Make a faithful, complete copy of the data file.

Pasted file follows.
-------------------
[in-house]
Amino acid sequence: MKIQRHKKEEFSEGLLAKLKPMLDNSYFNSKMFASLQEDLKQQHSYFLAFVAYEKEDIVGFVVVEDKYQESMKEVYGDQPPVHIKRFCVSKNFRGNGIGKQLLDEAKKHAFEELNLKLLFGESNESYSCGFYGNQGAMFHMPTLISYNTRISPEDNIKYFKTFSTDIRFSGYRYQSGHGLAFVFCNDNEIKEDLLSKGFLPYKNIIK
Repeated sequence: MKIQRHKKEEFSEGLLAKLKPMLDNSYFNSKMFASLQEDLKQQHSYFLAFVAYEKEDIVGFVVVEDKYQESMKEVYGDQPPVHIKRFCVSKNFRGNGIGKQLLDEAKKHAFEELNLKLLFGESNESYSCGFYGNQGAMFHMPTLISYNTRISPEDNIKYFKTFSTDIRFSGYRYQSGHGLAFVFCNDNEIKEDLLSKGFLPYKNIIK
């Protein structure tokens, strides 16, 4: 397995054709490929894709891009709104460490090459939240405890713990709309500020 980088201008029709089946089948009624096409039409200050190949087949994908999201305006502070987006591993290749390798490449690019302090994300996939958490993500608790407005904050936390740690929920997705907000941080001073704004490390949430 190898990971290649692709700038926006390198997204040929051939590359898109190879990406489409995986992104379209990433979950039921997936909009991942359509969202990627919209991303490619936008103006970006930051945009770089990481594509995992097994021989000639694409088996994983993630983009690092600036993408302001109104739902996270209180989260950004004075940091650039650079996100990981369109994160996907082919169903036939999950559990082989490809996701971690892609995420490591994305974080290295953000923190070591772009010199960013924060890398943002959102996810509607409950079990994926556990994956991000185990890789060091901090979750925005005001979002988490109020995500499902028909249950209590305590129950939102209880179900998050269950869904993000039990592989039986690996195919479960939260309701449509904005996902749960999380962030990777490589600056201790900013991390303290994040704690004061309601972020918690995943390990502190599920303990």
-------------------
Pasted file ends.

[in-house]
Amino acid sequence: MKIQRHKKEEFSEGLLAKLKPMLDNSYFNSKMFASLQEDLKQQHSYFLAFVAYEKEDIVGFVVVEDKYQESMKEVYGDQPPVHIKRFCVSKNFRGNGIGKQLLDEAKKHAFEELNLKLLFGESNESYSCGFYGNQGAMFHMPTLISYNTRISPEDNIKYFKTFSTDIRFSGYRYQSGHGLAFVFCNDNEIKEDLLSKGFLPYKNIIK
Repeated sequence: MKIQRHKKEEFSEGLLAKLKPMLDNSYFNSKMFASLQEDLKQQHSYFLAFVAYEKEDIVGFVVVEDKYQESMKEVYGDQPPVHIKRFCVSKNFRGNGIGKQLLDEAKKHAFEELNLKLLFGESNESYSCGFYGNQGAMFHMPTLISYNTRISPEDNIKYFKTFSTDIRFSGYRYQSGHGLAFVFCNDNEIKEDLLSKGFLPYKNIIK
């Protein structure tokens, strides 16, 4: 397995054709490929894709891009709104460490090459939240405890713990709309500020 980088201008029709089946089948009624096409039409200050190949087949994908999201305006502070987006591993290749390798490449690019302090994300996939958490993500608790407005904050936390740690929920997705907000941080001073704004490390949430 190898990971290649692709700038926006390198997204040929051939590359898109190879990406489409995986992104379209990433979950039921997936909009991942359509969202990627919209991303490619936008103006970006930051945009770089990481594509995992097994021989000639694409088996994983993630983009690092600036993408302001109104739902996270209180989260950004004075940091650039650079996100990981369109994160996907082919169903036939999950559990082989490809996701971690892609995420490591994305974080290295953000923190070591772009010199960013924060890398943002959102996810509607409950079990994926556990994956991000185990890789060091901090979750925005005001979002988490109020995500499902028909249950209590305590129950939102209880179900998050269950869904993000039990592989039986690996195919479960939260309701449509904005996902749960999380962030990777490589600056201790900013991390303290994040704690004061309601972020918690995943390990502190599920303990």